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Negotiations with Iran can reduce tensions, not brinkmanship

  • Massoumeh Torfeh
  • 23 Aug 2019

The latest tit for tat between the UK and Iran has underlined that following Trump is a recipe for dangerous brinkmanship.

A crew member raises the Iranian flag on Iranian oil tanker Adrian Darya 1, previously named Grace 1, as it sits anchored after the Supreme Court of the British territory lifted its detention order, in the Strait of Gibraltar, Spain, on August 18, 2019. ( Reuters )

In a matter of a few months, relations between Iran and the UK have oscillated wildly.

They have gone from moving dangerously towards war to one of cooperating to de-escalate tension in the region to again escalation. Now with the release of Grace One, the Iranian oil tanker, the release of a British oil tanker currently being held by Iran is in the offing. And with it another period of de-escalation.

The heated exchanges between the two countries following the UK’s seizure of an Iranian oil tanker, Grace One, in Gibraltar with Britain accusing Iran of attempting to deliver oil to Syria while Iran accused the UK of “piracy” and being “a servant of the US orders”.

On July 10 three Iranian gunboats allegedly tried to halt the passage of the British Heritage, through the Strait of Hormuz. They soon backed down—but only because a British warship trailed the vessel. Reportedly the frigate had trained its guns on the Iranian boats.

Iran perceived the capture of the Iranian oil tanker as the UK joining the US campaign of pressure against Iran, and adding to the US militarization of the Persian Gulf, which had seen three US battleships move to the region.  Warnings of reciprocal action followed from Iran.

The US campaign of maximum pressure, coupled with hundreds of sanctions, have crippled Iran’s economy. Especially devastating are the oil and banking sanctions starving the economy.

Since the US President Donald Trump unilaterally left the Joint Comprehensive Plan of Action (JCPOA) in November 2018, Iran has been warning that if European countries do not ease trade and investment for Iran, it will begin its partial withdrawal. 

Finally, on May 8 that process began, and on July 7 Iran announced phased uranium enrichment saying it will meet violation with a violation and positive actions with positive actions.

Jeremy Hunt tweeted in July: “Just spoke to Iranian Foreign Minister, Zarif, I reassured him our concern was destination not the origin of the oil on Grace One”.

Details are sketchy, but that conversation seemed to have broken the ice.

“Mr Zarif wants to resolve the issue and was not seeking to escalate,” Hunt told reporters.

“Tensions in the Middle East could pose an existential threat to mankind unless the Iran nuclear deal is maintained,” he said.

Since the regional crisis escalated two months ago, this was perhaps the starkest warning about the importance of keeping JCPOA intact.

By lifting the blame from Iran and then shifting his focus to saving JCPOA Jeremy Hunt, the now-former British Foreign Secretary, managed to ease the tension with Iran, tacitly turning the criticism to the US instead for abandoning the deal.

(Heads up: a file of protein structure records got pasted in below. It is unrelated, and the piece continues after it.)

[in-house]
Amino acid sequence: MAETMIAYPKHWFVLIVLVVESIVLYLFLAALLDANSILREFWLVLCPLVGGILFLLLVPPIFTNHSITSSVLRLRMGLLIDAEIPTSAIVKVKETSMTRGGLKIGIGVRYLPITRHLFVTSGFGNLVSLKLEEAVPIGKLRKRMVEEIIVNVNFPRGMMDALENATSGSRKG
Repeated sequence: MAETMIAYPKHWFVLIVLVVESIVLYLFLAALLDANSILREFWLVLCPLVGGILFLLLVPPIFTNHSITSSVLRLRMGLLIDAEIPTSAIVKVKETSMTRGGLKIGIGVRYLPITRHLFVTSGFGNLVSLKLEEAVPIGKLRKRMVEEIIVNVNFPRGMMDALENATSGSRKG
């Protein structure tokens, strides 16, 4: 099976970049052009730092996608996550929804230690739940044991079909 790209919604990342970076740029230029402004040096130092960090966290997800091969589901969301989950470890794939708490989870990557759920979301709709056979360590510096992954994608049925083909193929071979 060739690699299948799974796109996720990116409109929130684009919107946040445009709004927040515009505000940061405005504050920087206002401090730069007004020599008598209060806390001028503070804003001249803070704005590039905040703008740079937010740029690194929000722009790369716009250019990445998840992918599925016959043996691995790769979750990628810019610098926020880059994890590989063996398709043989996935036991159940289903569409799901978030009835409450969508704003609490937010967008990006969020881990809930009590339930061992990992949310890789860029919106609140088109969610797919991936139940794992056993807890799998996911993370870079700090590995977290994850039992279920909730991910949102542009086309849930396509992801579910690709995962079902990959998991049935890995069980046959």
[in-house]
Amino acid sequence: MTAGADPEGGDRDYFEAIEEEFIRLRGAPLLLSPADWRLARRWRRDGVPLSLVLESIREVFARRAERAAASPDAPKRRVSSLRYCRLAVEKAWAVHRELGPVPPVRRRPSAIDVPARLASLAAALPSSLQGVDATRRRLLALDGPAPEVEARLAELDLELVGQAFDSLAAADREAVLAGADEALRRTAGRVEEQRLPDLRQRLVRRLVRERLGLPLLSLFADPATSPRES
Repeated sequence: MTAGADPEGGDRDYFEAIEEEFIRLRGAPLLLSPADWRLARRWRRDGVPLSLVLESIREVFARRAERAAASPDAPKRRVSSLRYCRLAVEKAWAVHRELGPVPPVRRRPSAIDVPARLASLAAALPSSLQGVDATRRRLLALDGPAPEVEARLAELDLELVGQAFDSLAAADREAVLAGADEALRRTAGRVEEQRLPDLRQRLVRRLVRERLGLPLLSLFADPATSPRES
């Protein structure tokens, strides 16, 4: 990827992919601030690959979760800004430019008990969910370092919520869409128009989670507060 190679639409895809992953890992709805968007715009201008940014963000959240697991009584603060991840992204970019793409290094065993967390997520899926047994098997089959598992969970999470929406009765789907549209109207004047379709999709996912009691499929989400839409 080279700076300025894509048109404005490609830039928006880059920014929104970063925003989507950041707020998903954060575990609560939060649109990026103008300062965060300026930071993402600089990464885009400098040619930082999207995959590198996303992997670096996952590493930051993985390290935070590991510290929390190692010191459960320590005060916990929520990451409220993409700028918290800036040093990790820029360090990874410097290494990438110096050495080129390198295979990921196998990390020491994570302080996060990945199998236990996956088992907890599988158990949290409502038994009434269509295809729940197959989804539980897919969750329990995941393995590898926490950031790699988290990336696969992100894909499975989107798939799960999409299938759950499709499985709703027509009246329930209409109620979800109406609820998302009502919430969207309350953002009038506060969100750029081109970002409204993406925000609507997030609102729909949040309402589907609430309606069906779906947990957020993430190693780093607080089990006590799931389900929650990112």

The UK and US "have a different view as to how we keep the region denuclearised,” he said.

Mr Zarif travelled to New York in July while there had been talks of US imposing sanctions on him. It appears that Britain might have mediated. The US decided not to impose those sanctions, and Zarif was issued with a limited US visa to attend the UN and six blocks around.

As a sign that Iran is still open to cooperation and in a move that was unprecedented in recent years the British Broadcasting Corporation, always distrusted in Iran, was allowed after months of requests to send a closely monitored report from inside Iran.

The BBC is banned from holding an office in Iran. Two years ago, the BBC complained to the UN accusing Iran of harassing and threatening BBC Persian Service staff and their family.

The UK, France and Germany, have issued a joint statement pledging their commitment to JCPOA asking Iran to return to full compliance stressing that its breaches were not significant.

The EU’s full support for JCPOA is a warning to the US of the possible toxic consequences of its departure.

Falling out with Iran will not just lead to a possible return to nuclear production it will also increase tension in the Strait of Hormuz, described as the world’s most important oil chokepoint, a gateway for almost a third of all crude oil carried by tankers. Iran’s blocked oil could also lead to a rise in oil prices and causing instability in European markets. 

EU statements, however, are not enough. Europe and the UN as JCPOA guarantors must play a far stronger role in persuading the American President to ease the pressure by reducing the oil and banking sanctions on Iran.

Iran has said the door to talks is open if sanctions are lifted.

Jeremy Hunt at the time was wise to soften his tone. That strategy must continue even under the premiership of Boris Johnson, a close ally of President Trump.

President Trump is facing elections for a second term. Having pulled out of a working deal, having exerted his maximum pressure, he must stop now and peruse talks rather than war with Iran. He will not win the backing of European allies for strikes. China and Russia would vehemently oppose any action at all.

Disclaimer: The viewpoints expressed by the authors do not necessarily reflect the opinions, viewpoints and editorial policies of TRT World.

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